The Robinson Institute’s Vaccinology and Immunology Research Trials Unit has contributed to several important studies investigating the safety and efficacy of vaccines against the most common and virulent cause of meningococcal disease, Strain B Meningococcal bacteria.
Neisseria meningitides, or Meningococcus bacteria, is a frequent and normally unnoticed inhabitant of the human nasopharynx. Meningococcal disease occurs when the bacteria enter the bloodstream, proliferate rapidly and lead to infl ammation of peripheral blood vessels and the meningeal lining of the brain, resulting in septicaemia and meningitis. In Australia, 10-15% of children and adolescents who acquire the disease lose their lives. Even if they do survive, there is a 40% chance of long term disability due to limb ischaemia requiring amputation, hearing loss, neurological damage or skin scarring.
Australia does not currently have a licensed vaccine to immunise against Strain B Meningococcus, which causes 80% of all cases of meningococcal disease. Licensed vaccines against the less prevalent Strain C Meningococcus have been very successful in substantially reducing cases due to Strain C disease, but don’t offer cross protection against Strain B.
In 2011, there were 22 cases of meningococcal disease in South Australia: 17 of those cases were caused by Strain B Meningococcus.
During 2012, the Vaccinology and Immunology Research Trials Unit (VIRTU) published five studies addressing safety and efficacy of vaccines targeting Strain B Meningococcus. The work represents a fi rst step in the drive towards a new vaccine being licensed for use in Australia.
Unit Director Associate Professor Helen Marshall explained, “Having a vaccine to prevent Strain B Meningococcal infections would be of enormous value. Our recent studies show we are rapidly progressing towards this point.”
A good Strain B Meningococcal vaccine needs to be well-tolerated in recipients of all ages, offer immune protection against all sequelae following infection, and be effective against the different subtypes of the B strain. It must also generate antibodies that persist and provide long-term protection.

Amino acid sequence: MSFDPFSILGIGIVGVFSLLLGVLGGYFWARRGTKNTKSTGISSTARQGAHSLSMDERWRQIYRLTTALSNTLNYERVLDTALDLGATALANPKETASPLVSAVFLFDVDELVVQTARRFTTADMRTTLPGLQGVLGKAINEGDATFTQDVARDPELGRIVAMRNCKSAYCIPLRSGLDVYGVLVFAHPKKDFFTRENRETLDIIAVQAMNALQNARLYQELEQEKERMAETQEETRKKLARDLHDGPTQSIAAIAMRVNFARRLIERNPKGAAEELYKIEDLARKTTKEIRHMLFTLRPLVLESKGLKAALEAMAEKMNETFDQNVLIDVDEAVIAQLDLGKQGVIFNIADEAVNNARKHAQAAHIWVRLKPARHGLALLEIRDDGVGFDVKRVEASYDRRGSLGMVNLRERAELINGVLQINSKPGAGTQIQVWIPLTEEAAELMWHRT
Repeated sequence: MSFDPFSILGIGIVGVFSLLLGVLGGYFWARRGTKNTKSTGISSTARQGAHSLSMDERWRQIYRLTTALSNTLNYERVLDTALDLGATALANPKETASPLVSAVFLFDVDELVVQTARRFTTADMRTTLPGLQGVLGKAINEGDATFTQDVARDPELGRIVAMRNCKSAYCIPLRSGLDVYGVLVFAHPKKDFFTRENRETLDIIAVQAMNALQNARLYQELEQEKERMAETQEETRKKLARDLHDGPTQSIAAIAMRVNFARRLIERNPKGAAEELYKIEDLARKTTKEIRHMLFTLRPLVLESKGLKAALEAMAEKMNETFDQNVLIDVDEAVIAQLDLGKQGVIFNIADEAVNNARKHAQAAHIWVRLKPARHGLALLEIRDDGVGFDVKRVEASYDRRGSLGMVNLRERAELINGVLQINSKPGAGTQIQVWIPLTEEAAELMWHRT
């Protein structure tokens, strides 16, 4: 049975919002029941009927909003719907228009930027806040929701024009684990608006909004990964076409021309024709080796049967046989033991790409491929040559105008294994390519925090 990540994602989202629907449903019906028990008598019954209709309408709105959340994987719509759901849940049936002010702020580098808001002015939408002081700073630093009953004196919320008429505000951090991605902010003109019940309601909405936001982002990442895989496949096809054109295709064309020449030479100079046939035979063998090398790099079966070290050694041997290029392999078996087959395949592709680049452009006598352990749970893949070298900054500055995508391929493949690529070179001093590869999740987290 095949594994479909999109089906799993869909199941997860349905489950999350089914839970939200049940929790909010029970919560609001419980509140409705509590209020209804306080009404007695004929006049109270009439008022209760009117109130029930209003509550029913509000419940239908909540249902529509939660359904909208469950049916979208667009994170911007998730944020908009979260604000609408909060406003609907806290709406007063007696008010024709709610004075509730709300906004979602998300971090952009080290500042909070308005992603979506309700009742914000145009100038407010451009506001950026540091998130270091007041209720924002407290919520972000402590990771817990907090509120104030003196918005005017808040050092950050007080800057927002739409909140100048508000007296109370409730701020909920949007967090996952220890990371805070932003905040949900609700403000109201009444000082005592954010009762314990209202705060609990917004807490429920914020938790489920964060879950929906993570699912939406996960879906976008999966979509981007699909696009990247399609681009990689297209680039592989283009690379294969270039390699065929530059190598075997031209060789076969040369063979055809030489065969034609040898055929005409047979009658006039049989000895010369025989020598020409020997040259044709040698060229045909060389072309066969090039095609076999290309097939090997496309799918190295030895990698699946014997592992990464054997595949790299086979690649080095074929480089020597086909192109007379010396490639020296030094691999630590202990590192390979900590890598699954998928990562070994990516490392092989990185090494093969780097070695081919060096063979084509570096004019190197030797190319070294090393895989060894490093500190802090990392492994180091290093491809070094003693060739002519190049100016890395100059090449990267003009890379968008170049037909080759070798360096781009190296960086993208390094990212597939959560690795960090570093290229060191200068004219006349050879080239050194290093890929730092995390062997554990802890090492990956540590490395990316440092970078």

The studies conducted so far by Helen and her colleagues looked at the safety and immunogenicity – the capacity of the vaccine to generate effective immune responses – of a Meningococcal Strain B vaccine in toddlers, children, adolescents and adults. The vaccine was found to be well-tolerated and immunogenic in all age groups, suggesting it may be a good candidate for protection against invasive Strain B Meningococcal disease.
“While these studies are promising, we need to complete the final studies before the vaccine can be reviewed for licensing by the regulatory authorities,” said Helen.
“In addition, the ideal immunisation schedule to provide long term protection against invasive meningococcal disease is yet to be established. Monitoring long term persistence of antibodies post immunisation will inform timing of future booster vaccinations to provide the best protection in at risk age groups and in children with underlying immunosuppressive conditions.”
“We also need to refine immunisation protocols for target age-groups,” added Helen.
“Because most Strain B Meningococcal cases occur in children less than 5 years of age, the ideal time point for a meningococcal B vaccine program would be an infant program commencing at 2 months of age. However a school program would also be valuable given there is a second peak of meningococcal disease in adolescence.” Helen and her colleagues at VIRTU are already conducting additional studies aimed at addressing these issues, and hope to contribute to the evidence base supporting licensing of a vaccine against Strain B Meningococcal in Australia.